Wet Thumb: Marine Aquaria
"Ecology" is the science of the relationship of living organisms (animals, plants etc.) with their environment. It is important to the 'Native Marine Aquarist' because we do not have a shopkeeper to rely on to guide us on how to keep the various, fish, crabs, sea anemones and other life found at low tide around the British coast.
All good aquarists are responsible for the welfare of the creatures in their charge and they should strive to keep the fish and invertebrate animals in the best conditions as possible. He, or she, should endeavour to mimic the conditions that the fish would inhabit in the wild as far as it is practical.
Ecologists will then introduce other terms like the "niche" in which each species will occupy in the wild world. In its simplest terms "niche" can mean the physical space inhabited by a creature, but then other factors come into operation that restrict the distribution of species in the wild. These are of great interest to the aquarist when deciding the conditions in which to keep the fish or other creature. When the fish is kept in conditions just outside of the conditions in which it lives naturally, it is said to suffer "stress". This is rather a vague term and the symptoms shown by the fish include rapid breathing, gasping at the surface and other signs that resemble an infection.
Even in the sea, there are mass deaths when conditions become unsuitable for the survival of urchins and other sedentary creatures that are unable to move quickly enough to a more favourable area. I have also seen thousands fish of several different species spend over hour frantically jumping out of the sea when the water the water became unsuitable for their survival. Usually, they can detect minor changes in water quality and will simply swim elsewhere.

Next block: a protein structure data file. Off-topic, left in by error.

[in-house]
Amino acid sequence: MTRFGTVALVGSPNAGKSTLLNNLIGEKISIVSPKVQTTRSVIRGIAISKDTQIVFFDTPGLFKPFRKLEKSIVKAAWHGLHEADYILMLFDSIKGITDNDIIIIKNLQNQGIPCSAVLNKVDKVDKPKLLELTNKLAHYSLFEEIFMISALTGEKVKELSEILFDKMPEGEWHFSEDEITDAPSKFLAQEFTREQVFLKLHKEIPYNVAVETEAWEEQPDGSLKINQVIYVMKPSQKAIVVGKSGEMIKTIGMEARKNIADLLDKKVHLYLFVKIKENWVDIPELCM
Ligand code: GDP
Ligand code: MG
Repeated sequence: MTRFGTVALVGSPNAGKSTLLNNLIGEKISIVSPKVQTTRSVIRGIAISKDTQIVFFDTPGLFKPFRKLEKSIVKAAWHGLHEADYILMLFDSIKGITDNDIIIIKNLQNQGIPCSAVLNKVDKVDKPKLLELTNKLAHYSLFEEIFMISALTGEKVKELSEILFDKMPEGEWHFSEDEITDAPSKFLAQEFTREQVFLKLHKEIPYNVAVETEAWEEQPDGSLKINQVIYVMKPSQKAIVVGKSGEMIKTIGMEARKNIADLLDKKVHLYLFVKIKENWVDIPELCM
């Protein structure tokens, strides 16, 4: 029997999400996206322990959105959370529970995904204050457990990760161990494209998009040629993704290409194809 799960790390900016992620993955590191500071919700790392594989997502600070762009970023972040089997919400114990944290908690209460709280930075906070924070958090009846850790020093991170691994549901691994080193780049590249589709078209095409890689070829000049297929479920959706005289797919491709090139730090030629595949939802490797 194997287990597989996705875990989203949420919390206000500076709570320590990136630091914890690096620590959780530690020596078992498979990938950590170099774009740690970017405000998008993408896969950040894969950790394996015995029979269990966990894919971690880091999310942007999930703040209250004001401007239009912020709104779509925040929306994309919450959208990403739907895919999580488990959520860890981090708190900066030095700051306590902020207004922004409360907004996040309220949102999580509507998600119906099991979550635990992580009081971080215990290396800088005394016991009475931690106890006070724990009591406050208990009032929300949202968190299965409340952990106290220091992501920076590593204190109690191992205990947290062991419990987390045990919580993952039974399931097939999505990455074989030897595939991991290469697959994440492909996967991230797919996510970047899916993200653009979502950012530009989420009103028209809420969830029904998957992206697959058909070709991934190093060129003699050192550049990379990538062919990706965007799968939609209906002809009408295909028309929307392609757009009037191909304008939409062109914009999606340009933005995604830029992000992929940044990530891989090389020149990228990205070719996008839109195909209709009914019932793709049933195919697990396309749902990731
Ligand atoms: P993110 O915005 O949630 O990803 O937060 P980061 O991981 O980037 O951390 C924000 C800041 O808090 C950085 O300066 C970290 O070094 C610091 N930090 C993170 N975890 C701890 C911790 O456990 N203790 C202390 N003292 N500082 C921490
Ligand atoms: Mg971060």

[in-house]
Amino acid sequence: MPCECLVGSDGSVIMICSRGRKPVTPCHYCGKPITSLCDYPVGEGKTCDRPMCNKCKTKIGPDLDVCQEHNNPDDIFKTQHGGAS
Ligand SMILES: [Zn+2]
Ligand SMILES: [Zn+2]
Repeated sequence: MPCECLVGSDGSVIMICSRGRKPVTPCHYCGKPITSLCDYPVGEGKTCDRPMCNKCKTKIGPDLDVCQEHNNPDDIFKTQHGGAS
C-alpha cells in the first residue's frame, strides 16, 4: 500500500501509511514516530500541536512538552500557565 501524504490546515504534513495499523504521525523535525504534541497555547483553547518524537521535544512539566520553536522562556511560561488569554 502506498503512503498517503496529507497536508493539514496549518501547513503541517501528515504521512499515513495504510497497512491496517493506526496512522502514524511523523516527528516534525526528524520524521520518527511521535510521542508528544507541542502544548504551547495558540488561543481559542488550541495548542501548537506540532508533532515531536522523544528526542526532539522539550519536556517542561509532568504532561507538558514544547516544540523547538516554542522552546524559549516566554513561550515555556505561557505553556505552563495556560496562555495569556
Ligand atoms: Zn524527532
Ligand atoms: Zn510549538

WHAT TO DO
If a fish demonstrates a "stress" condition, the aquarist must act quickly. It is no good reaching for the medicine bottle and dosing the tank like a quack doctor from the nineteenth century. The best remedy is to remove the ailing fish to a favourable environment.
The following list is only a guide and is not meant to be a comprehensive troubleshooting procedure:
All life can only survive within a temperature range. Because water has a higher specific heat than air, it will heat up and cool down much more slowly. Consequently, aquatic creatures will inhabit a much narrower temperature range than terrestrial animals.
This is important to the aquarist who has to:
1. To keep the fish in the temperatures in which it is naturally found.
2. To avoid any sudden fluctuations of water temperature, or introducing any fish into temperatures of more than 2oC difference.
The aquarist keeping British marine creatures usually has the find some method of cooling the water during the summer1.
Marine creatures have to be very efficient utilisers of the very small proportions of the dissolved oxygen in the sea available. At the usual 100% saturation at 20oC, the amount in the open sea will be 7.4 mg/l (or parts per million). As the temperature rises, the amount of dissolved oxygen decreases.
The important factors to consider are:
1. Oxygen enters the aquarium water at the surface. Agitation of the
water surface will increase the oxygen in the water. This is so important
that this is the first thing to do if a marine fish begins to look ill.